Saturday, April 4, 2015

2014 Statistical Report

This afternoon, the Church reported the following statistics as of December 31st, 2014.

  • Membership: 15,372,337 (increase of 290,309 from 2013; a 1.92% annual increase)
  • Congregations: 29,621 (increase of 368 from 2013; a 1.26% annual increase)
  • Stakes: 3,114 (increase of 64 from 2013; a 2.10% annual increase)
  • Districts: 561 (a decrease of 10 from 2013; a 1.78% annual decrease)
  • Convert Baptisms: 296,803 (increase of 13,858 from 2013; a 4.90% annual increase)
  • Increase of Children on Record: 116,409 (increase of 923 from 2013; a 0.80% annual increase)
  • Full-time missionaries: 85,147 (increase of 2,112 from 2013; a 2.54% annual increase)
  • Church service missionaries: 30,404 (increase of 6,372 from 2013; a 26.5% annual increase)
The significant increase in the number of church service missionaries constitutes the greatest growth development within 2014 as evidenced by an annual increase of 26.5%. It is unclear what has fueled this growth, but larger numbers of North American Latter-day Saints reaching retirement age and desiring to serve church-service missions from their homes may be a source for this unexpected increase. The trend in decreasing the discrepancy between membership and congregational growth rates continued in 2014. This suggests higher convert retention rates and possible improvements in member activity rates in some areas of the world. However, the number of convert baptisms remained disappointingly low compared to the number of missionaries serving for 2014. The average number of converts baptized per missionary inched upward from 3.4 converts baptized per missionary in 2013 to 3.5 converts baptized per missionary in 2014.

There were several indicators that "real growth" accelerated in 2014. The net increase for the number of stakes was the highest the Church has experienced in 16 years and the net increase for the number of congregations was the highest the Church has reported in eight years. The Church also set a new record for the most members serving full-time missions and church service missions.

Another interesting finding with the 2014 statistical report was that the Church set a new all-time record for the largest increase in the number of members added to its records within a single year (413,212). However, the Church also set a new record for the largest difference between the number of members added to its records and the net increase in membership for the year (112,903). In other words, the number of children added to church records and the number of converts baptized during 2014 was 112,903 shy of the net increase of these two statistics. This suggests that there were a significant number of individuals removed from church records during the year. Most of these removals were likely due to renewed efforts in many areas of the world to update local membership records.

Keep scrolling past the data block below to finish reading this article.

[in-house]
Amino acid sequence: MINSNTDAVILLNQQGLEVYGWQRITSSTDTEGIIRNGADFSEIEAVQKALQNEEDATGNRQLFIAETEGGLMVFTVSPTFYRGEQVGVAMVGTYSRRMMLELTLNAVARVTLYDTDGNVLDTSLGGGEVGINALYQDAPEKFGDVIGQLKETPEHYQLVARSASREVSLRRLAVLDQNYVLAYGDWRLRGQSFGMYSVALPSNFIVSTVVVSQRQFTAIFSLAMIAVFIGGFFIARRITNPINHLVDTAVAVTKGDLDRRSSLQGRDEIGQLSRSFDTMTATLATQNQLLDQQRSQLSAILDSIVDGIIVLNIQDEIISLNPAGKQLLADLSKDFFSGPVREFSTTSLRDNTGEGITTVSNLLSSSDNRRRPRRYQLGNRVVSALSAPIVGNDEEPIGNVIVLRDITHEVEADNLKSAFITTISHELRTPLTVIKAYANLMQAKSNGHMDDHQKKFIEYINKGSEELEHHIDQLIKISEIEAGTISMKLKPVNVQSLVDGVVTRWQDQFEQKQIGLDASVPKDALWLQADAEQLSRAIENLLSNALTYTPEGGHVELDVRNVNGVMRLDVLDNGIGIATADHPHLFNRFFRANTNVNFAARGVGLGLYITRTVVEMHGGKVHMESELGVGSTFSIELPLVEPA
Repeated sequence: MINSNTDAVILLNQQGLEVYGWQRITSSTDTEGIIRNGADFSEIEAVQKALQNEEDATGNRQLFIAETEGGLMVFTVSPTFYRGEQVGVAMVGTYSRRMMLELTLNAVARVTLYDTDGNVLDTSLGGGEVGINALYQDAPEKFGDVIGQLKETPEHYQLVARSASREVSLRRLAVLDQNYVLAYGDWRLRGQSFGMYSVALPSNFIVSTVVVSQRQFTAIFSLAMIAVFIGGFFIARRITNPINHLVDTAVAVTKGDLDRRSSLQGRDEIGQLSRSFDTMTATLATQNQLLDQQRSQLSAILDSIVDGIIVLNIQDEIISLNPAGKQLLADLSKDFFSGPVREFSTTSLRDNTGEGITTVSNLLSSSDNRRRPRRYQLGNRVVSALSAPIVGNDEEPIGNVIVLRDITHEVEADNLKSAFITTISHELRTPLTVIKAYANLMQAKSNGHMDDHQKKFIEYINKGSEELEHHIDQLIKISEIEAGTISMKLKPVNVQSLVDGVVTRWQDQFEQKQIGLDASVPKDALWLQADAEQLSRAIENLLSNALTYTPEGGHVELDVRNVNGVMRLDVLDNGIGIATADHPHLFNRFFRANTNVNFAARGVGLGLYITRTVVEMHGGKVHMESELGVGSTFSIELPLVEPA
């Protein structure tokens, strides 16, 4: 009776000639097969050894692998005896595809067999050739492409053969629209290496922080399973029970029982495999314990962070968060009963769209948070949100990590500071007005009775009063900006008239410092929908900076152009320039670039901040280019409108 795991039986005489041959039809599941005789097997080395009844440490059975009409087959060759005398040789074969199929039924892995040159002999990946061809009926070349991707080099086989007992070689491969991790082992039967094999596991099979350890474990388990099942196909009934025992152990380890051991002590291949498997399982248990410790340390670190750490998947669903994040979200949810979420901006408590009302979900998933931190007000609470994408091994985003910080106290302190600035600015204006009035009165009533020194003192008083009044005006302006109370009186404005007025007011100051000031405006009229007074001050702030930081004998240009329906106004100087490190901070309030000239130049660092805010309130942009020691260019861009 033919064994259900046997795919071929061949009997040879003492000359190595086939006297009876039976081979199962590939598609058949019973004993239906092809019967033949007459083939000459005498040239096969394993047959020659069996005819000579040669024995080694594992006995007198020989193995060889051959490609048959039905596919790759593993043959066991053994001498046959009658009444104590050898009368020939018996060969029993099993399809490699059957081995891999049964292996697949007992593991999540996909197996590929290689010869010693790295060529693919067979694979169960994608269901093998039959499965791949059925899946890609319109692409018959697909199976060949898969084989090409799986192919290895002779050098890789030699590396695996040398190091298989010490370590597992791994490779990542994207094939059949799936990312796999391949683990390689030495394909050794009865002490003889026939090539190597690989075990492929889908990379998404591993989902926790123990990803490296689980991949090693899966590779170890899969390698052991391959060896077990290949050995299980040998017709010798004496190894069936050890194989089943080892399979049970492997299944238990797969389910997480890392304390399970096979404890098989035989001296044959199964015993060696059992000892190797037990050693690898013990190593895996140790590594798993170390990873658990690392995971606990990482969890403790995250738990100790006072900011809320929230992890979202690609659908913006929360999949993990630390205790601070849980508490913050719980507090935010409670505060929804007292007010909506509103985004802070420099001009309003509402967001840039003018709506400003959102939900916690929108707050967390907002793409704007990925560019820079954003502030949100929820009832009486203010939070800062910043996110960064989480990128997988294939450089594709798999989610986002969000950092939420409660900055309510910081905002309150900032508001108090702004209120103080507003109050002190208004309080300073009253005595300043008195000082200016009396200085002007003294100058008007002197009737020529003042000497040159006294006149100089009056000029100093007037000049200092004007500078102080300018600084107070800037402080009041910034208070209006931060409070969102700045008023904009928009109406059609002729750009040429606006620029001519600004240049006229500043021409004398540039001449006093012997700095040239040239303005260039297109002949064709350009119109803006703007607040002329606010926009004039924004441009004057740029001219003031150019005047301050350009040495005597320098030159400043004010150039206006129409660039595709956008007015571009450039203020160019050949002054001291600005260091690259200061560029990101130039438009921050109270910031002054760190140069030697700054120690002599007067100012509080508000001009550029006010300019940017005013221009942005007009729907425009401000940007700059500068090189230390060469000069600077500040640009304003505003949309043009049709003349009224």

22 comments:

Adam said...

Here are some of my thoughts:

1) With Quentin L Cook saying that there are less people removing themselves from records and getting excommunicated than in years past, it does mean that they are likely cleaning up records. Yes baby boomers are going to be passing away at a higher rate and will be contributing to the number of removed records, but the number is much too high to attribute it to strictly that. It wouldn't surprise me if the church likely does some form of (as they say in accounting) "income smoothing." Example, if a company’s stock had 10% growth one year, than -2% the next, than 10%, etc., they would much rather smooth it out to 4% per year, and often pay off debts, etc. in good years to smooth it out and have nice consistent growth. (See McDonalds stock before 2012 or GE under Jack Welch, income smoothing helps attract investors even though both situations technically have the same returns.) The membership increase which has been steady while the removed records looking erratic as listed below makes me think they gotta be doing something along those lines, though I’m not sure why the church would care what the public would think and hence attempt ways to smooth it out.